Brazil police shoot dead eight in Rio favela: official
Rio de Janeiro (AFP)
Brazilian police shot dead eight people in one of Rio de Janeiro's biggest slums on Monday, an official said, just days after figures showed a record number of killings by state officers in the first quarter.
"We confirm that eight suspects were killed in an operation in Mare," a police spokesman told AFP.
Images on social media purportedly showed children fleeing the area where the shooting was happening.
No other details about the operation in Mare -- a poor, densely populated swathe of the city encompassing various favelas in large part run by heavily-armed drug traffickers -- were immediately available.
Local media said police had been seeking to arrest a major drug trafficker.
Slain black rights activist Marielle Franco, whose assassination last year shocked Brazil and prompted major street demonstrations, was from Mare.
The city council member was shot dead in the center of Rio in what appeared to be a professional hit.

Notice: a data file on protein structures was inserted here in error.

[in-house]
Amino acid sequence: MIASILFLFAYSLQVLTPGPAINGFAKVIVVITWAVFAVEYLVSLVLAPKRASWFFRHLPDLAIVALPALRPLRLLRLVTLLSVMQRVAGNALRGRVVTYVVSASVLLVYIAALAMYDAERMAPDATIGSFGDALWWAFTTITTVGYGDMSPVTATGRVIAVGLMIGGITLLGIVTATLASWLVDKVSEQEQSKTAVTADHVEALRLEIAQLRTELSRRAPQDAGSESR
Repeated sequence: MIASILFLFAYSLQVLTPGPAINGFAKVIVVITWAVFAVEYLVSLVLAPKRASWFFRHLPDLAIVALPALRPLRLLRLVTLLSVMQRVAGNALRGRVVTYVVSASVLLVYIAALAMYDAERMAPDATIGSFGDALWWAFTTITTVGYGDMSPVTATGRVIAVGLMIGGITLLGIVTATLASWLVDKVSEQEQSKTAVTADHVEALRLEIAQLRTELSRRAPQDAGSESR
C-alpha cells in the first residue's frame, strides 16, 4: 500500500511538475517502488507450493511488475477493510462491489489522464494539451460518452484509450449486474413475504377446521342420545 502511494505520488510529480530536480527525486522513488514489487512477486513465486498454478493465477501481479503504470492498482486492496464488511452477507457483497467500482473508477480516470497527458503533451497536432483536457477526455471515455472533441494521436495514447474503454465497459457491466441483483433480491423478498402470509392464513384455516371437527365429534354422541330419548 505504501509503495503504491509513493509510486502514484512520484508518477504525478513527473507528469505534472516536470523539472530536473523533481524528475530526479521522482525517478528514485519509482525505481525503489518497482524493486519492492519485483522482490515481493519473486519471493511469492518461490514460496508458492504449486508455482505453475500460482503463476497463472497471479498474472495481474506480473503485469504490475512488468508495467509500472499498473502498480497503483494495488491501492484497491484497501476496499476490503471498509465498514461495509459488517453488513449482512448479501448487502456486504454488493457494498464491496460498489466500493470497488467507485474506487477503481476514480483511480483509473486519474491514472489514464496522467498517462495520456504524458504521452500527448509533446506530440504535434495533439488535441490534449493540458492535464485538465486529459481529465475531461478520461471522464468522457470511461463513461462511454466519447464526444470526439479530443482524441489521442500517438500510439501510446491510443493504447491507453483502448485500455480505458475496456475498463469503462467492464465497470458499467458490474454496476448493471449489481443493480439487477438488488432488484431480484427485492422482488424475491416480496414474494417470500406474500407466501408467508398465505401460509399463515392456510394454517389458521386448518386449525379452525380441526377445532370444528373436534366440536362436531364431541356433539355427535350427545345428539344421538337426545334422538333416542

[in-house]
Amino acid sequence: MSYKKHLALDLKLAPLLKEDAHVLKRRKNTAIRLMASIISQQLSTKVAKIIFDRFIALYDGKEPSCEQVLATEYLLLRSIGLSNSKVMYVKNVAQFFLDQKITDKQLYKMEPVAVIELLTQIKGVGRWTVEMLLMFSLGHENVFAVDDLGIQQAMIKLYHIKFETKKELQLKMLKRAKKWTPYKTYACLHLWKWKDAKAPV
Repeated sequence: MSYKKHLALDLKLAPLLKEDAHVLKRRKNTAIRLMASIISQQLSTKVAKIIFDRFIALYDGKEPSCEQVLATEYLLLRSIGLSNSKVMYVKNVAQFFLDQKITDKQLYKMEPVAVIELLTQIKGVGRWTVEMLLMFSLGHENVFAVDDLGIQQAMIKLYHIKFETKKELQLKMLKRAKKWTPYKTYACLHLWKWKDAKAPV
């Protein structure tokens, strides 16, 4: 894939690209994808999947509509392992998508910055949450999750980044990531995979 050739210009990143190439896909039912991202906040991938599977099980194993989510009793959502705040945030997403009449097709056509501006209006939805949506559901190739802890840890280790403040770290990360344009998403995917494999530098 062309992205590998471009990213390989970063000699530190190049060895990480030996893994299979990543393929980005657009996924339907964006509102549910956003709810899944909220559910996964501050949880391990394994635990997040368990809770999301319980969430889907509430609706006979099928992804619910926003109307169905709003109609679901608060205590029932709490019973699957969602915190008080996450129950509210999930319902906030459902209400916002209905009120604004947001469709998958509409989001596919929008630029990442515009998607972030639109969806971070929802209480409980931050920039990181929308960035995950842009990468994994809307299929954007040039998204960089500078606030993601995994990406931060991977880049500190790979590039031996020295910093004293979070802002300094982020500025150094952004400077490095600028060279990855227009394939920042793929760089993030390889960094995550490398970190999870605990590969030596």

Monday's police operation comes after the state Institute for Public Safety released figures on Friday showing 434 people were killed during "police intervention" in the first three months -- a 17.9 percent increase as compared with the same period in 2018.
That is the highest quarterly figure since record keeping of police-related killings began in 1998.
But the total number of homicides in Rio state, including those committed by police, fell by 18 percent compared to the first three months of last year.
The number went from 1,868 down to 1,528, but the latter is still very high, with an average of 17 people killed each day.
In late March, state Governor Wilson Witzel told O Globo newspaper that police were now using snipers to take out suspects from long distances.
"The order is clear: if someone is carrying an assault rifle, they have to be neutralized in lethal fashion immediately," Witzel said.
The start of his term has been marked by several major police shootings.
In January, 13 people were shot and killed during a police raid in a slum near downtown Rio, nine of them in the same house.
Justice and Public Safety Minister Sergio Moro recently submitted to congress a bill that among other things would broaden the list of circumstances under which police are allowed to shoot in self-defense.
If the law passes, police will avoid prosecution if they open fire "out of fear, surprise or violent emotion."
Rights groups report that extrajudicial killings in Brazil have been on the rise in recent years and that police are rarely charged.
? 2019 AFP